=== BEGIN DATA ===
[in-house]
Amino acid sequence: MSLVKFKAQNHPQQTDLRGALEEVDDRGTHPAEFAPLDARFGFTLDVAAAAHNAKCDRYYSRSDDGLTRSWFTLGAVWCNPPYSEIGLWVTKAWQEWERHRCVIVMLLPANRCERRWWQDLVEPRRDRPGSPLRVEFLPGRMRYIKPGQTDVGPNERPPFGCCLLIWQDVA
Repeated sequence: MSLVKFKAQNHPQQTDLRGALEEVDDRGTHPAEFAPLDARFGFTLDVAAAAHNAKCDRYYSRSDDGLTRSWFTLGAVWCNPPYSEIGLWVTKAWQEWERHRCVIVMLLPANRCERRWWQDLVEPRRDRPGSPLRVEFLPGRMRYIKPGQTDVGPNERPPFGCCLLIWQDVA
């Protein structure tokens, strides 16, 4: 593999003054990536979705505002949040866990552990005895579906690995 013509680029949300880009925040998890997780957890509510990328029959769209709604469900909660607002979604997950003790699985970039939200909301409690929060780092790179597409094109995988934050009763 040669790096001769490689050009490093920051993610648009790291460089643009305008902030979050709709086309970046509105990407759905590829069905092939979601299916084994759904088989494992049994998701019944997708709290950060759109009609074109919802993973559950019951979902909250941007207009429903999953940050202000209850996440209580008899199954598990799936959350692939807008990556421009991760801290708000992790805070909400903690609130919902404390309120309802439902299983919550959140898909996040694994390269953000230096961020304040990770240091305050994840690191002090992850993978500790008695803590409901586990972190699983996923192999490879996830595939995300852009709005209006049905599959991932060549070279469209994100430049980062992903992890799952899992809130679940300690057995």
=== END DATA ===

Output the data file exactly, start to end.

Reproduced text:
[in-house]
Amino acid sequence: MSLVKFKAQNHPQQTDLRGALEEVDDRGTHPAEFAPLDARFGFTLDVAAAAHNAKCDRYYSRSDDGLTRSWFTLGAVWCNPPYSEIGLWVTKAWQEWERHRCVIVMLLPANRCERRWWQDLVEPRRDRPGSPLRVEFLPGRMRYIKPGQTDVGPNERPPFGCCLLIWQDVA
Repeated sequence: MSLVKFKAQNHPQQTDLRGALEEVDDRGTHPAEFAPLDARFGFTLDVAAAAHNAKCDRYYSRSDDGLTRSWFTLGAVWCNPPYSEIGLWVTKAWQEWERHRCVIVMLLPANRCERRWWQDLVEPRRDRPGSPLRVEFLPGRMRYIKPGQTDVGPNERPPFGCCLLIWQDVA
């Protein structure tokens, strides 16, 4: 593999003054990536979705505002949040866990552990005895579906690995 013509680029949300880009925040998890997780957890509510990328029959769209709604469900909660607002979604997950003790699985970039939200909301409690929060780092790179597409094109995988934050009763 040669790096001769490689050009490093920051993610648009790291460089643009305008902030979050709709086309970046509105990407759905590829069905092939979601299916084994759904088989494992049994998701019944997708709290950060759109009609074109919802993973559950019951979902909250941007207009429903999953940050202000209850996440209580008899199954598990799936959350692939807008990556421009991760801290708000992790805070909400903690609130919902404390309120309802439902299983919550959140898909996040694994390269953000230096961020304040990770240091305050994840690191002090992850993978500790008695803590409901586990972190699983996923192999490879996830595939995300852009709005209006049905599959991932060549070279469209994100430049980062992903992890799952899992809130679940300690057995």